To be confident that “above normal” scoring really reflects a tight labour market we need to be sure that those firms describing recruitment as abnormally difficult are both well-sighted on what they would regard as “normal” for their industry and had taken some sort of strategic response to the staffing challenges they describe. When the analysis in this post was first prepared for an internal audience – in 2015 Q1 – we looked for reassurance that contacts were well sighted by holding in-depth discussions with firms that focussed exclusively on recruitment difficulties; analysing the stories behind the stories recorded in the Agencies’ confidential visit reports, and carrying out a richer inspection of the CVS dataset.
Interviews point to a skills mismatch
During 2015 Q1, we undertook 40 in-depth discussions with firms – focussing our discussion exclusively on recruitment difficulties. Most of the people we talked with were experienced HR staff, as well as a number of recruitment agencies. In most cases, these well-sighted contacts were explicit that recruitment or retention of the skills they required was more difficult relative to pre-recession norms. Our interviews also suggested a degree of mismatch in labour markets. For example, while unskilled staff were still readily available at the time, firms struggled to fill skilled roles.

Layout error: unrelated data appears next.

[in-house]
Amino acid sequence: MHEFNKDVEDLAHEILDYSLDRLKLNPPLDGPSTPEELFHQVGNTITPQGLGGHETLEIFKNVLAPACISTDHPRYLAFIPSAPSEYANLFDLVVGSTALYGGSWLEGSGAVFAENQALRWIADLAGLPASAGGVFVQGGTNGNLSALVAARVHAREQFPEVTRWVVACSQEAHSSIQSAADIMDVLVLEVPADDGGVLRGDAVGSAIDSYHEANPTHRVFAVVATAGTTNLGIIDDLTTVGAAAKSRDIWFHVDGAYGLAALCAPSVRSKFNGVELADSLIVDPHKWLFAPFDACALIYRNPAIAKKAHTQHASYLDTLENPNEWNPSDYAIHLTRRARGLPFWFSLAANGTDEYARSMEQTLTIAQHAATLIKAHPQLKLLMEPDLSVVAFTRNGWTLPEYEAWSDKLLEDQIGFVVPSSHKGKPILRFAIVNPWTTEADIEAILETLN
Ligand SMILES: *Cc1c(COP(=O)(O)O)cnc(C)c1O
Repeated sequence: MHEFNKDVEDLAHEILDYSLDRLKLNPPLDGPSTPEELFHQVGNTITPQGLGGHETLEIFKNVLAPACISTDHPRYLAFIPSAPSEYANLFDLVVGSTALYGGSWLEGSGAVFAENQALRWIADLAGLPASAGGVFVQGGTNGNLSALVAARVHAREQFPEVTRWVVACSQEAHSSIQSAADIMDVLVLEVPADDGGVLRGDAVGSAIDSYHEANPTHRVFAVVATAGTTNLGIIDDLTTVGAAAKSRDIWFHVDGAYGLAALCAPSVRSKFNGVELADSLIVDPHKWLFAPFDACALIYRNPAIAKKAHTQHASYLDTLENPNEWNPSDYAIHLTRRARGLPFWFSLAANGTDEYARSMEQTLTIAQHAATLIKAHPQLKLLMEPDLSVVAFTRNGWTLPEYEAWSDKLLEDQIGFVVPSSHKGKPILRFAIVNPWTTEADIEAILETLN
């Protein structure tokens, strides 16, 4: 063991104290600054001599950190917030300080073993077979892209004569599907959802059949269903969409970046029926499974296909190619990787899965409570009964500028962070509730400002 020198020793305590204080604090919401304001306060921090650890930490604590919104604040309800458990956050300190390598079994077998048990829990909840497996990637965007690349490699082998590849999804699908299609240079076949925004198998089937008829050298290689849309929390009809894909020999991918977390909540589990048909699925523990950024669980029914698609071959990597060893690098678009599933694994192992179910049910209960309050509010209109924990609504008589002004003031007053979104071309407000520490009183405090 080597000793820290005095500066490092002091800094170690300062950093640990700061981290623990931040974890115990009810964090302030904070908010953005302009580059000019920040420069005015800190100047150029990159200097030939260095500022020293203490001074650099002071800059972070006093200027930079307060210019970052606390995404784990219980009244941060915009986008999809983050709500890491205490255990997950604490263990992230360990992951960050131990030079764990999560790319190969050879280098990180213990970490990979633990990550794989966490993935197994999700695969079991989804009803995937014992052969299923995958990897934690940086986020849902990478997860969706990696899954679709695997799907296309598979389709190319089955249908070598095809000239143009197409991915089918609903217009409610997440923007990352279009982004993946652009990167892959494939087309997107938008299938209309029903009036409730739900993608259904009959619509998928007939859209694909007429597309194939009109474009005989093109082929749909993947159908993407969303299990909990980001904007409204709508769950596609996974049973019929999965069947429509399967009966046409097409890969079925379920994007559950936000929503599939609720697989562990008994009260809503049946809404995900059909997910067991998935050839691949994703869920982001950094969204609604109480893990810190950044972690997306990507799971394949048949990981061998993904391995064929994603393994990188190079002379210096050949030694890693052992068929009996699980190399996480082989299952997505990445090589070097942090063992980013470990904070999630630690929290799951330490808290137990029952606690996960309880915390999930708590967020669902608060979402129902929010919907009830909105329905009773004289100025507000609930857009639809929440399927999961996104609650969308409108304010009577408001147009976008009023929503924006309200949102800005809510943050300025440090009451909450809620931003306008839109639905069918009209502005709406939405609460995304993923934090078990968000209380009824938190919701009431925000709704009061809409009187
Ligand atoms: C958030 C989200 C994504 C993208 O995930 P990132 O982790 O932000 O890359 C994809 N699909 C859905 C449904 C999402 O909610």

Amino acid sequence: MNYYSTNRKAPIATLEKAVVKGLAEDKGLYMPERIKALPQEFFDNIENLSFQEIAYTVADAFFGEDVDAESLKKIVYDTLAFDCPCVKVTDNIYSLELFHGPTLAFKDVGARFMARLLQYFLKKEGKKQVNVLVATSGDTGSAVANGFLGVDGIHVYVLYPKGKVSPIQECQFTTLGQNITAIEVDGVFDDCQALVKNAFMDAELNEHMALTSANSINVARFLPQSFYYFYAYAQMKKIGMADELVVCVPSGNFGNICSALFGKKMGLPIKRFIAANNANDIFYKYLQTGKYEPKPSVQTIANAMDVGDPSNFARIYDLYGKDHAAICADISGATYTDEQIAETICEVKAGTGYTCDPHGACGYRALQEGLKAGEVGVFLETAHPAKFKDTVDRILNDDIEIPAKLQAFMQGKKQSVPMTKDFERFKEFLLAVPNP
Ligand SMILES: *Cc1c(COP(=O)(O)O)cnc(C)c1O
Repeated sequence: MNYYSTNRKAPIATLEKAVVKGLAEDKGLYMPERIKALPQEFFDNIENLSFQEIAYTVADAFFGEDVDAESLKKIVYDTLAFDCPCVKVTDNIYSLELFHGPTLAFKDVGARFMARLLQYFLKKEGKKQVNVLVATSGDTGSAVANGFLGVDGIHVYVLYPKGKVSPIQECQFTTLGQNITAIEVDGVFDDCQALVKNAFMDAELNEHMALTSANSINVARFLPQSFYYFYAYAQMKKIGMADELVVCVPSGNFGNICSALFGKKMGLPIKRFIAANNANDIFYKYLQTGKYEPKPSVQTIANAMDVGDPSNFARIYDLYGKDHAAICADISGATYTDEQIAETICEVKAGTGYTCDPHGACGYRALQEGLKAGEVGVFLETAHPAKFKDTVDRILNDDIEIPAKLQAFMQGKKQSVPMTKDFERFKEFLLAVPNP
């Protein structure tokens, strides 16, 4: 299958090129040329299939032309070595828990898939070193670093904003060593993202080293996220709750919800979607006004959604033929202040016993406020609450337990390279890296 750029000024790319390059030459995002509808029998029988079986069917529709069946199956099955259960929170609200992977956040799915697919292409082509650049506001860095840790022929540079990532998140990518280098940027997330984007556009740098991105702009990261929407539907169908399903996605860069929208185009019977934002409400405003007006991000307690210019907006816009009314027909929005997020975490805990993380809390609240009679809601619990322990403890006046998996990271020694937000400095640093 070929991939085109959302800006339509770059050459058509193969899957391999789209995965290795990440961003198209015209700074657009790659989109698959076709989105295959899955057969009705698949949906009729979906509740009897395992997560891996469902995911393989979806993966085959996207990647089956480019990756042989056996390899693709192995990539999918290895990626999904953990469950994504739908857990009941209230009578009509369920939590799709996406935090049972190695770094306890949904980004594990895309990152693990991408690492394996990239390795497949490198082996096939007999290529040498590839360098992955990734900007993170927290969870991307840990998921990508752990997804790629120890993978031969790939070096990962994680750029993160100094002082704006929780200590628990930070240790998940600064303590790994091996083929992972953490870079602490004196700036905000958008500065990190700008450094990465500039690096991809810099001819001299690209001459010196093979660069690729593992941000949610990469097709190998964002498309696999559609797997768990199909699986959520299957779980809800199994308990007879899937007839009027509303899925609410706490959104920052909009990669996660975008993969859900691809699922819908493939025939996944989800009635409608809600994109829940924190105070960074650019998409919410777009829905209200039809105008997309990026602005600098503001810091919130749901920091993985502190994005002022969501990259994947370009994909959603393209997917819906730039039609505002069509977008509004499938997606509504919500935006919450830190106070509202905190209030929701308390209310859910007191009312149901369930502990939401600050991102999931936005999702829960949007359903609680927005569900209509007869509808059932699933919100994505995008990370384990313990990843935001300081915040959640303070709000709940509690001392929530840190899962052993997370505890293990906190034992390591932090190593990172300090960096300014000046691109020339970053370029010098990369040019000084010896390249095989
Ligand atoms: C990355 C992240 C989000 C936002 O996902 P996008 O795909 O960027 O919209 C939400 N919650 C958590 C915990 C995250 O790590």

Contacts talked of a number of factors that might have made recruitment of skilled personnel more difficult than normal. One common theme was the major impact of the recession on both the supply of – and demand for – skills. During the recession, deep cuts were made to graduate and apprentice intakes, opportunities for progression were more limited, training budgets were cut and experienced staff were made redundant. This ‘supply-side shock’ has contributed to a skills mismatch – increasing the supply of a few skills, but for many contributing to widespread shortages of specific skill sets. Other factors included: The demand for digital skills; the regulatory environment; and less willingness to work in industries with unsocial hours or physically demanding roles.
Firms are taking strategic action to deal with recruitment challenges
If recruitment issues are binding “more than normal”, we might also expect to see this reflected in firms’ behaviour – what responses are they taking to deal with the challenge. The confidential records of each visit give a window on the issue – outlining the key points discussed, including the explanation of the trends the firm has experienced and any strategic responses being taken. The text reveals the stories behind the CVS.
We read systematically through all Agency visit records for firms scored as “above normal” for recruitment difficulties, to identify the most common strategic responses (Table 1). Our systematic reading of visits from late 2012/early 2013 revealed that even those scored as “very tight” (+3 or higher) for recruitment were often taking no clear strategic response – at least, not sufficient to be picked up clearly in our visit write ups. Firms were also reluctant to make use of higher pay in order to retain or recruit staff. For example, they would prefer to hold positions open for longer in the hope of finding the right quality people.